MoMA Tower Hina Jamelle Studio FA09
Situated adjacent to the MoMA, NY, the "Oxidized Tower" creates a building system in which varying rates of geometric difference could be experienced visually, programmatically and formally. The process in which material breaks down generates accelerated rates of change through its physical transformation, thus providing a blueprint for the organization of future emergent building systems. Our goal resulted from the process of examining the material breakdown of galvanic steel, more specifically the process of oxidization that occurs through the permeation of electrolytes (foreign life) into the given substrate. Through this material precedent we were able to define variables of material catalysts and retardants, which force transformative changes to occur more rapidly or slowly. This rule-based system was used as a skeleton from which our building form and programmatic intensities would emerge.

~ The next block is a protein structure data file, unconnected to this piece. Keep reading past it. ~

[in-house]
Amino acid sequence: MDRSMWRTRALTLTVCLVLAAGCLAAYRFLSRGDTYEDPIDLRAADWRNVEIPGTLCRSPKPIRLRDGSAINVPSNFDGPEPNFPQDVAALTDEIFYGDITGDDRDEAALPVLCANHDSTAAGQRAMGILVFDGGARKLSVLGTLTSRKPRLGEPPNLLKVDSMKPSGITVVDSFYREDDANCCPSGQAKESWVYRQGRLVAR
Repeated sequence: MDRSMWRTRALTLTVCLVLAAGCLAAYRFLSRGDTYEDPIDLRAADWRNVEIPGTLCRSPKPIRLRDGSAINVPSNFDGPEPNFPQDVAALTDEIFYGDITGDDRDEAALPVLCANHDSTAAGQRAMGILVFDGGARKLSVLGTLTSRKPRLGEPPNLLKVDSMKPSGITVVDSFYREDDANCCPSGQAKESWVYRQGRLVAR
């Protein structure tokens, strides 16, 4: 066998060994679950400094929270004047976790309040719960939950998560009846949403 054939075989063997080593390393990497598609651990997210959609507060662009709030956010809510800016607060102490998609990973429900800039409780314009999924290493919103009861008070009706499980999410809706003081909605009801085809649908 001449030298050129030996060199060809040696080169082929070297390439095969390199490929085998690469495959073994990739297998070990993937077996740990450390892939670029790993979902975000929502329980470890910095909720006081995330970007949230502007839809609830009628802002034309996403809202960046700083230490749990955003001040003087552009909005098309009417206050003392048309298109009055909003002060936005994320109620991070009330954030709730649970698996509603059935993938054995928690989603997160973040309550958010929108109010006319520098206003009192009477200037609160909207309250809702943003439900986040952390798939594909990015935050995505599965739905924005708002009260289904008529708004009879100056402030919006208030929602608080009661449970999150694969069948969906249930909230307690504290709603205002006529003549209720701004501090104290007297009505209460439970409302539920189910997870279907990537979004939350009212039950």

Through mapping the transformation of steel to oxidized iron, intensive paths of acceleration emerged allowing a gradient of form and material change. The change was applied to specific spatial units that would identify significant stages within the material transformation. By blending the attributes from one unit to the next a softer gradient was created showing the gradual or varied rapid rate of [material, program, form] change.
Galvanic trajectories uses natural precedents to suggest more intuitive ways to intervene within the built environment, resulting in strict attention to biomimetic form ultimately creating a more sustainable building typology.